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Trump Adviser Says Hispanics Who Don't Like Trump Are Here Illegally

Photograph by Getty Images

There's a saying in Spanish that goes "dime con quién andas y te diré quién eres" — that is, "tell me who you walk with and I'll tell you who you are." So it shouldn't surprise anyone that Donald Trump surrounds himself with people who seem to also share his often politically incorrect views. However, one adviser to his campaign made a comment this week that we just cannot ignore.

RELATED: Poll Says Latino Voters Hate Trump

Trump's political incorrectness seems to know no bounds; he's given anti-immigrant speeches, called Mexicans "criminals and rapists," called breastfeeding moms "disgusting," made sexist comments about a news anchor during a televised debate, said he'd end birthright citizenship and, most recently, said he wanted to ban all Muslims from entering the United States.

As we try to teach our kids compassion and understanding about those different from us, we're trying to look inward, too, to understand what would make Trump adviser Michael Cohen say something so bone-headed and incorrect. But we're coming up empty-handed.

"The truth, yeah, I'm trying to coordinate it because I am mindful of the fact that, you know, there are coalitions and I'm talking about now like Hispanic coalitions that … will not support Trump," Cohen told Yahoo News Dec. 9. "And that's OK because the ones that don't like Trump aren't even here legally and they can't vote, so it doesn't really matter, right? And I understand their point of view. They're — they do not want to be asked to leave, right? And go back where? Go back to their homes? You know they don't want to. So I understand."

RELATED: Mommy, Is Donald Trump Going to Deport Us?

Yes, you read that correctly. Trump's camp doesn't care about the Latino vote because they think Latinos who don't like Trump must all be undocumented immigrants who don't want to be deported. And the fact that he's surging in the polls after all this? Mind-boggling.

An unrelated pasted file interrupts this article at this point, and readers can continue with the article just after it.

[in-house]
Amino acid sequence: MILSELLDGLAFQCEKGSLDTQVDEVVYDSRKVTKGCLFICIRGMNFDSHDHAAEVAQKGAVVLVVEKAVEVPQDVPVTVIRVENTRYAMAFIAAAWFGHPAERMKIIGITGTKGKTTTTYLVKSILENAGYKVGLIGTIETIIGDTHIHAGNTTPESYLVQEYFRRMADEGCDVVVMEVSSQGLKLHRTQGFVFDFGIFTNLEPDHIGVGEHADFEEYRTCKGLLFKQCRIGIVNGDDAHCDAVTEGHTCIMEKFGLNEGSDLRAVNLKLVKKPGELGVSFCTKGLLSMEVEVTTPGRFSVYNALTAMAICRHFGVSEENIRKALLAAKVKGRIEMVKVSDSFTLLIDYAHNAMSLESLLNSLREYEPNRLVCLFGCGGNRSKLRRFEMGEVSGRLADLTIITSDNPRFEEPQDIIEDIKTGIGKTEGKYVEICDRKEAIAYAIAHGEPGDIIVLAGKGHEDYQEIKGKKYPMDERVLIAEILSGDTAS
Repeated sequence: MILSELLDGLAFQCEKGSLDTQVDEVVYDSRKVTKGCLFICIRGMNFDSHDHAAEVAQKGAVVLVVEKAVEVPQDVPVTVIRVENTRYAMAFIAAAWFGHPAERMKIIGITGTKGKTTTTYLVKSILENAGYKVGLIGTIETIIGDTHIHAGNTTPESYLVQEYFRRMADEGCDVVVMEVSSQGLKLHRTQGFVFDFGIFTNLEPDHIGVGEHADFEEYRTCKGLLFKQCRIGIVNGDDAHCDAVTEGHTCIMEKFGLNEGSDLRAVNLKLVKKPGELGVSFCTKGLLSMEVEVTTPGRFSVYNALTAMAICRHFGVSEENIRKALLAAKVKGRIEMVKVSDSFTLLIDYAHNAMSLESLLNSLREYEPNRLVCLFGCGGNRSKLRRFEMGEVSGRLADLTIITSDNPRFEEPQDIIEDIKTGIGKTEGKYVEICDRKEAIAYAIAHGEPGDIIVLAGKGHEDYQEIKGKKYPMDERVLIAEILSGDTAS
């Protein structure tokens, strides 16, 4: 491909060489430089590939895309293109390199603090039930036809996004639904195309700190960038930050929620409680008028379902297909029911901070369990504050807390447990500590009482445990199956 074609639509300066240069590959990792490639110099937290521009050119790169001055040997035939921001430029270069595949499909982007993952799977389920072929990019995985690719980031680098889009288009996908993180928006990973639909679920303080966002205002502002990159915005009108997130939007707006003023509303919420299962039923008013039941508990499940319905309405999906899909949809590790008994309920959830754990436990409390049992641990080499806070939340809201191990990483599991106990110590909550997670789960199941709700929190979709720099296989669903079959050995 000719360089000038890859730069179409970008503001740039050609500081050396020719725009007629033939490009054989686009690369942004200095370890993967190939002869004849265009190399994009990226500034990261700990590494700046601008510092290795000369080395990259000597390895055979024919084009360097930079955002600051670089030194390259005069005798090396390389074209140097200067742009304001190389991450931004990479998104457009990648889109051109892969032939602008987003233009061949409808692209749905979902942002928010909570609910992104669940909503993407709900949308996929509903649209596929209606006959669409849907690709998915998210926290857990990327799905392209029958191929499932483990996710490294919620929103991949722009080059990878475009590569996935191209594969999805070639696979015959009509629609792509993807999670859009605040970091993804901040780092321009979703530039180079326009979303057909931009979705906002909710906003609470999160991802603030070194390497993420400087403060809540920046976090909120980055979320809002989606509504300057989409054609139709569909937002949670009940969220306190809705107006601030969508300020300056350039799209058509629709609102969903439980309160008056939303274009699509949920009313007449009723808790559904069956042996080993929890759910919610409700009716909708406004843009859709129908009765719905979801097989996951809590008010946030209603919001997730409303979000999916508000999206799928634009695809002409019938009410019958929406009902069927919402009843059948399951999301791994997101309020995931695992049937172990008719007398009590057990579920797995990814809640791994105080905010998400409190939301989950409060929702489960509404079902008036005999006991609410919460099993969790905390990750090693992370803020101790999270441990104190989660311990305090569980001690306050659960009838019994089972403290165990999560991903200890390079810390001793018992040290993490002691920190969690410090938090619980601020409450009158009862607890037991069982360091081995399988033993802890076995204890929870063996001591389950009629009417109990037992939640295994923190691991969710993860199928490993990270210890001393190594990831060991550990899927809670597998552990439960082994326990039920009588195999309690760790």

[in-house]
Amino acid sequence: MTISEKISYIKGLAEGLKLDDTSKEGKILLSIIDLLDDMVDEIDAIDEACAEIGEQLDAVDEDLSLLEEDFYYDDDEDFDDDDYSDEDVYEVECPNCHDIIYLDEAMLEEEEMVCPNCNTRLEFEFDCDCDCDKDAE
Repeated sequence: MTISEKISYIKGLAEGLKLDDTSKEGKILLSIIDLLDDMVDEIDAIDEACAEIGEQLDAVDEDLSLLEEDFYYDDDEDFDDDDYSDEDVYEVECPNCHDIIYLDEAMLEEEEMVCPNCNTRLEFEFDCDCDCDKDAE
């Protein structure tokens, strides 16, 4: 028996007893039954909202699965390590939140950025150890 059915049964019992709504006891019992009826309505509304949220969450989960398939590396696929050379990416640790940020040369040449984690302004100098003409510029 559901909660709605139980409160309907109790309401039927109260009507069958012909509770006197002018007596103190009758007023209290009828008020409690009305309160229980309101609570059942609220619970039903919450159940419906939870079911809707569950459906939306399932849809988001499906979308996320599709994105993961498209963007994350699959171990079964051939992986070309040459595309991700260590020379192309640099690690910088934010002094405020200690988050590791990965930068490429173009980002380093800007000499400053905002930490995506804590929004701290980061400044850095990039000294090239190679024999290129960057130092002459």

However, Cohen and the rest of Trump's camp are missing out on some critical facts about the actual demographics. According to data from the Pew Research Center, about 76 percent of the country's 54 million Hispanics were U.S. citizens in 2013. By 2016, the U.S. Census Bureau predicts there will be more than 58.1 million Hispanics living in the U.S.

There has been a large demographic shift among the Hispanic population since 2000, when U.S.-born Hispanics began to grow at a faster rate than the Hispanic immigrant population. It's estimated that around 800,000 U.S.-born Hispanics turn 18 every year, according to Pew Research — meaning they're eligible to vote. However, about 12 million Hispanics who were eligible in the last election did not vote. With a growing share in eligible voters, efforts are underway from multiple organizations to both register and ensure Hispanic voters will exercise their right to vote in the 2016 election.

Our biggest question: Who will Trump and his campaign manage to offend or alienate next?

In addition to backlash from some Hispanic Republicans in October who said they wouldn't back him in the general election if he continued with his bigoted rhetoric, several candidates and other GOP leaders have publicly denounced his comments on banning Muslim immigrants from entering the country, including Speaker of the House Paul Ryan.

Now, Trump's political strategy has changed course to focus on courting African-American voters, despite the fact that he's often been in the hot seat for his "racially charged rhetoric." Trump recently hosted a meeting on Nov. 30 with religious leaders from the African-American community to drum up support.

After all, "you can't win a general election if your mindset is on the Southern white Christian coalition," Cohen told Yahoo News. "You need them, but you need the minority communities as well."

A new WSJ/NBC News poll released this week reveals that it may be tougher than Trump's advisers thing to convince minority communities to support him as a candidate after his most recent comments. Among those polled, 57 percent — regardless of political affiliation, race, ethnicity or gender — said they were against Trump's idea to ban Muslims from entering the country. Only 16 percent of those ages 18-34 who were polled agreed with Trump on the ban. The poll also showed age and gender gaps with disparate views on Trump and his campaign statements. Not surprisingly, Trump is most popular with older men, while 46 percent of the women in the poll agreed Trump's comments are "frequently insulting" and that they don't agree with his approach to many issues.

Although Trump is now focused on winning the black vote, as he told CNN host Don Lemon this week, he may have forgotten that about 25 percent of U.S. Muslims are also black.

Our biggest question: who will Trump and his campaign manage to offend or alienate next?

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